Re: New guy advice: 700 RUM weaver style hunting setup-which one?
Since most of the hunting I do requires me to carry my rifles often times for 12 hours a day for days on end, I prefer to keep the mounting system light. I didnt say weak, just light in weight.
I start with the Nightforce 2 peice 20 MOA base. I find it easier and cleaner to get perfect alignment with a 2 peice than a one peice. Logic says otherwise but I find it easier. Then after I install the bases PROPERLY, I install the Night force UL rings. Both rings weigh less than one badger ring.
Properly installing a one peice base requires JB weld or similar. I hate dealing with them mess and the one piece bases are much heavier.
A two piece can be installed and made to be aligned in a few moments with a single cut file. This ensures very precise ring alignment. After the top two bases are aligned with eachother, then I loosen the back base a wee bit, just enough to move around with minimal effort. Then I set the ring in the forward slot of the rear base and tighten it down. I install a 30mm alignment bar in the rings, snug them down and then tighten the back screw of the rear base. This ensures proper side to side alignment. After this, I take of the half moons and set the alignment bar aside and use the 2 pointed bars to make absolutly certain the rings are perfectly aligned. After verification, I start installing the scope.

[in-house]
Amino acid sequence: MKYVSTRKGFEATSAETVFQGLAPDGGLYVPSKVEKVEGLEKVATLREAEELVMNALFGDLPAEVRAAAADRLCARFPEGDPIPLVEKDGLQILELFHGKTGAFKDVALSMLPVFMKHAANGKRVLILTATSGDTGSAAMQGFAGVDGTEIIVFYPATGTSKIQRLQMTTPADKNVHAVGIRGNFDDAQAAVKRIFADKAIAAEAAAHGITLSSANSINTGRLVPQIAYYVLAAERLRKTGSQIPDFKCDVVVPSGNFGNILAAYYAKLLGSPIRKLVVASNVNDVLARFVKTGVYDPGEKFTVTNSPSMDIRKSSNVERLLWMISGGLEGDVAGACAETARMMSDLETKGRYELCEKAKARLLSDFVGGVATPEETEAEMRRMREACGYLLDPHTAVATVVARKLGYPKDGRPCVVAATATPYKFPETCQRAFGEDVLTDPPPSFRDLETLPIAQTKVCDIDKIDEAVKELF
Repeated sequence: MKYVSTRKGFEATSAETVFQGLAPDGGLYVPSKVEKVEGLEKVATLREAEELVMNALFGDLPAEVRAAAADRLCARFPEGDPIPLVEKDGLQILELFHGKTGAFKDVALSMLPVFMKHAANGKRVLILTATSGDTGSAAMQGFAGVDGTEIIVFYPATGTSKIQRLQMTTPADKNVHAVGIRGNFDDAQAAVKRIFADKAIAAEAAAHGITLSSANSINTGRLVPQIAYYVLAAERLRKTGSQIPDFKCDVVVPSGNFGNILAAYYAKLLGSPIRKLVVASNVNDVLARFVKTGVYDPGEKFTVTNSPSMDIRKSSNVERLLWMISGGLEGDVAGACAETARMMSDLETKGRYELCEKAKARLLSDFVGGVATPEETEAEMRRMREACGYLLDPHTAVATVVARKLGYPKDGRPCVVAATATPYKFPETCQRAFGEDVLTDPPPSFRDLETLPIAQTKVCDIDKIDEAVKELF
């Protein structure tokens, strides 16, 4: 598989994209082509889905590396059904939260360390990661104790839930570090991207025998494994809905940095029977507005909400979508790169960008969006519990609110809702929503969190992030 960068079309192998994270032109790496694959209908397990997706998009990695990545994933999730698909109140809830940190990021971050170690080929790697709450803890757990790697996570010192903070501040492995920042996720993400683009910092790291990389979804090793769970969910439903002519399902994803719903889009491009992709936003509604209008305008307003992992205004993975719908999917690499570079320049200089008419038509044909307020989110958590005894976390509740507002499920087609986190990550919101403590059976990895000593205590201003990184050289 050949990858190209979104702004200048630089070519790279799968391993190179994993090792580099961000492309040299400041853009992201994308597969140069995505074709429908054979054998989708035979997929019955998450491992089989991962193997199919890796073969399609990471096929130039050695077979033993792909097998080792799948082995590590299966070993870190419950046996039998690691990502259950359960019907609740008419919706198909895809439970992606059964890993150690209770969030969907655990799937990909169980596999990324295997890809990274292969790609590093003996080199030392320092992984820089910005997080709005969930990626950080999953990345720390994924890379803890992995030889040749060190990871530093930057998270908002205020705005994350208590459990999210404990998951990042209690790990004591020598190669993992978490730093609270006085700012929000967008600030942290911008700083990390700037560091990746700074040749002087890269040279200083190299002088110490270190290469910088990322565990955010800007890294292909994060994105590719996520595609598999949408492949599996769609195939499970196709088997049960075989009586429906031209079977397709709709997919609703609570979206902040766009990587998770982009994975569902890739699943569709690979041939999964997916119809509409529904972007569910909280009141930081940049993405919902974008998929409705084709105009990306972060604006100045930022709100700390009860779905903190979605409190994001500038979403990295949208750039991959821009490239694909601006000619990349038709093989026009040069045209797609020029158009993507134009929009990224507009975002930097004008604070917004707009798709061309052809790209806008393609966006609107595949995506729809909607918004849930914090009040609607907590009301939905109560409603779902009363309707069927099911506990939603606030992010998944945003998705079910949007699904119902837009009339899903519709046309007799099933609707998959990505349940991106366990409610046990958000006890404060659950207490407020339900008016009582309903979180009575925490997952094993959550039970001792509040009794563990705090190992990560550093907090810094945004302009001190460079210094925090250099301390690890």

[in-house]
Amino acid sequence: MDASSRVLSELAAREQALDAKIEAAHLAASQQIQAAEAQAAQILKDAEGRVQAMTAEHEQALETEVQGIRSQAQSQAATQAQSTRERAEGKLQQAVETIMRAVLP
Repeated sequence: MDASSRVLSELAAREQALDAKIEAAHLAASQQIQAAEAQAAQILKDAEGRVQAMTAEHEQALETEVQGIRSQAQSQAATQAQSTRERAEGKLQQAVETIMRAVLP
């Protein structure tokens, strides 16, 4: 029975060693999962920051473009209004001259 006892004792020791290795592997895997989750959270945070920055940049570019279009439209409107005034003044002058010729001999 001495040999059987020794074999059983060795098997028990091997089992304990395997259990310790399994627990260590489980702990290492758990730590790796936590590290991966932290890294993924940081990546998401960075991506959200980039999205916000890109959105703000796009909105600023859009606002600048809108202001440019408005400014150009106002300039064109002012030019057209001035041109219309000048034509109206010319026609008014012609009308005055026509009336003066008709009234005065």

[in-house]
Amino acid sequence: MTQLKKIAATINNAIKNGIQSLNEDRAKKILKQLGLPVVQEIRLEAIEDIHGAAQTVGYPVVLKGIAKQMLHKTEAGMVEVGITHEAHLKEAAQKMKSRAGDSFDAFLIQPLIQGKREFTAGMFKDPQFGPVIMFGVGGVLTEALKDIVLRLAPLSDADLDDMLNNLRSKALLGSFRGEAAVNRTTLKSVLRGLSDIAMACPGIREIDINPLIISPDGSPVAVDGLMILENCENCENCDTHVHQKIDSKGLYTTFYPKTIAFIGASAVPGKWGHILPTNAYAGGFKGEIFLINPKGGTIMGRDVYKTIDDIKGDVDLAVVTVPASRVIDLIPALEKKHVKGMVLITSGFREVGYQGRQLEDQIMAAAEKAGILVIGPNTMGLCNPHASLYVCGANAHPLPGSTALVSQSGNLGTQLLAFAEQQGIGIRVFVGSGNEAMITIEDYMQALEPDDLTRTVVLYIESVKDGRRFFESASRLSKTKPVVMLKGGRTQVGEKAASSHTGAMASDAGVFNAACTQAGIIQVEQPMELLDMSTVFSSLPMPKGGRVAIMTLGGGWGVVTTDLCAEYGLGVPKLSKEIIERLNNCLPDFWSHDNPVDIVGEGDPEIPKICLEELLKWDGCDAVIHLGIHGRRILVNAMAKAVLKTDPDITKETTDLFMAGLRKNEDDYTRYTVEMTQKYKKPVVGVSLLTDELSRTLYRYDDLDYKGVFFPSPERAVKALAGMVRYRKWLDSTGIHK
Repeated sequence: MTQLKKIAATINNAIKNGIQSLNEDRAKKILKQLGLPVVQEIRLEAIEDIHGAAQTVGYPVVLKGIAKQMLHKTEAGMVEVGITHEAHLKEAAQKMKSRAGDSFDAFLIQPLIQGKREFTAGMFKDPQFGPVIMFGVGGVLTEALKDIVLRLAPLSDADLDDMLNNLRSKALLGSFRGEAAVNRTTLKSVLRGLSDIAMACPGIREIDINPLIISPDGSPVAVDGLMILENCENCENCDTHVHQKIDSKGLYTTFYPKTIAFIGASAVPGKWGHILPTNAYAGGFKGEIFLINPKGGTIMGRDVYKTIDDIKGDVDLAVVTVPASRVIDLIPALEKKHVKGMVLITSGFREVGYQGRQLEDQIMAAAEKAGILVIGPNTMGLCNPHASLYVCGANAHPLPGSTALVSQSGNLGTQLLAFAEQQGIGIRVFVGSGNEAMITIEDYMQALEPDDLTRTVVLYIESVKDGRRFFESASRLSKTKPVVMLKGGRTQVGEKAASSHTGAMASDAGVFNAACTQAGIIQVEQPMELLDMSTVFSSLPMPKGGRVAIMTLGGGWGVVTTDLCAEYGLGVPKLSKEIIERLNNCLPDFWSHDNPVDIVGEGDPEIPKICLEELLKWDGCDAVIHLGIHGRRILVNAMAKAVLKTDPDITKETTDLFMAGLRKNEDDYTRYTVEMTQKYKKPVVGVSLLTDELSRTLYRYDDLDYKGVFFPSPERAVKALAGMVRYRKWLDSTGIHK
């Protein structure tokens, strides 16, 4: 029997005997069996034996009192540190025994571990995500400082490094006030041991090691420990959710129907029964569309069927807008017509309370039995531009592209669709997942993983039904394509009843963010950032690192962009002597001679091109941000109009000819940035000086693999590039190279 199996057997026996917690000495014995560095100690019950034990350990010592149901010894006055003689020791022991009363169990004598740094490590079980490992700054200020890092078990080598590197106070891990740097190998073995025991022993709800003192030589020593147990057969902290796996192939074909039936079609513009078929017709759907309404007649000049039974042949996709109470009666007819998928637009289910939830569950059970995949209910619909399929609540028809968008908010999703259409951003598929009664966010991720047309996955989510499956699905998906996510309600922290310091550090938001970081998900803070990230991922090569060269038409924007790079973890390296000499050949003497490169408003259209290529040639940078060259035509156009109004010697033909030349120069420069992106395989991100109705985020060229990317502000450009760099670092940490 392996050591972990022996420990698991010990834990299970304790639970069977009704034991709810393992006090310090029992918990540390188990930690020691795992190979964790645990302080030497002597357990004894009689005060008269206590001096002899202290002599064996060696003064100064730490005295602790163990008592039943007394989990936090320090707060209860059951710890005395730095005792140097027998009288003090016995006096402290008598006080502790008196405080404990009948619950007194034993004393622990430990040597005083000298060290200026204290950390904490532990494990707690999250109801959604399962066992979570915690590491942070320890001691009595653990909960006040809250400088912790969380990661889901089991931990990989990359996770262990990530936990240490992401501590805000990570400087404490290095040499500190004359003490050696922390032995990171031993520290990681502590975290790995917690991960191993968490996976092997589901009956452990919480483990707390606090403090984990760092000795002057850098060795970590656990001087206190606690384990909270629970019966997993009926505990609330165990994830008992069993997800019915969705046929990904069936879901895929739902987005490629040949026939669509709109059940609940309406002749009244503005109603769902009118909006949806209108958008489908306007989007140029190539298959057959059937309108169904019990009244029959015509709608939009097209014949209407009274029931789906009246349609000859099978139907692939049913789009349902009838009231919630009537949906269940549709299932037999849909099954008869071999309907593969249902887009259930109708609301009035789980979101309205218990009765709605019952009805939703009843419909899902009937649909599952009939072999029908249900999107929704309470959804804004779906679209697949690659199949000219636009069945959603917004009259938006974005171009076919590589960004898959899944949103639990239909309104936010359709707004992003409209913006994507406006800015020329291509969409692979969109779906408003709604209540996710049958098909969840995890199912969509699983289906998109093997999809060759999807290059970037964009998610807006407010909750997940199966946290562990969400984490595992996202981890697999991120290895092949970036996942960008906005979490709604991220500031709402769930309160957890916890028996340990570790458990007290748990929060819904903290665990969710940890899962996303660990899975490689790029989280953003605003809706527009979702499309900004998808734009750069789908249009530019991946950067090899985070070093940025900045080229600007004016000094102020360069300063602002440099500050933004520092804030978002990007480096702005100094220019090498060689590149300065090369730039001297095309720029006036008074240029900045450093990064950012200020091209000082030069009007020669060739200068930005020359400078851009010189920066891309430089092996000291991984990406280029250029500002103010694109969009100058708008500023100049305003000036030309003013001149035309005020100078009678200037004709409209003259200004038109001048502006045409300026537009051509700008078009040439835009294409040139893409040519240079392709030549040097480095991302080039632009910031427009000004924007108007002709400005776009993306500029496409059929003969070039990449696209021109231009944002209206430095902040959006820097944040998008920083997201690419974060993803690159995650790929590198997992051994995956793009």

Which ever type you decide to go with, make sure you take the time to align the rings. This prevents damage and can help prevent ring marks to your scope. Using aluminum rings, they are typically in very smooth shape and wont leave marks UNLESS the rings are not perfectly aligned. Steel rings ussually need to be lapped to make them smooth enough so they dont leave any marks. Again, if they dont line up, they will still leave marks.
One piece or two peice, it will take effort to get perfect ring alignment. The problem ussually isnt with the base(s) rather with the action. A one peice may be straight when you recieve it but not after you torque it to the action. This is where JB weld come to play. You tighten the front part down and not the back. JB fills the void under the back so after it is dry, you can torque it down and she stays straight. Dont forget the releasing agent.
Long range shooting is a process that ends with a result. Once you start to focus on the result (how bad your last shot was, how big the group is going to be, what your buck will score, what your match score is, what place you are in...) then you loose the capacity to focus on the process.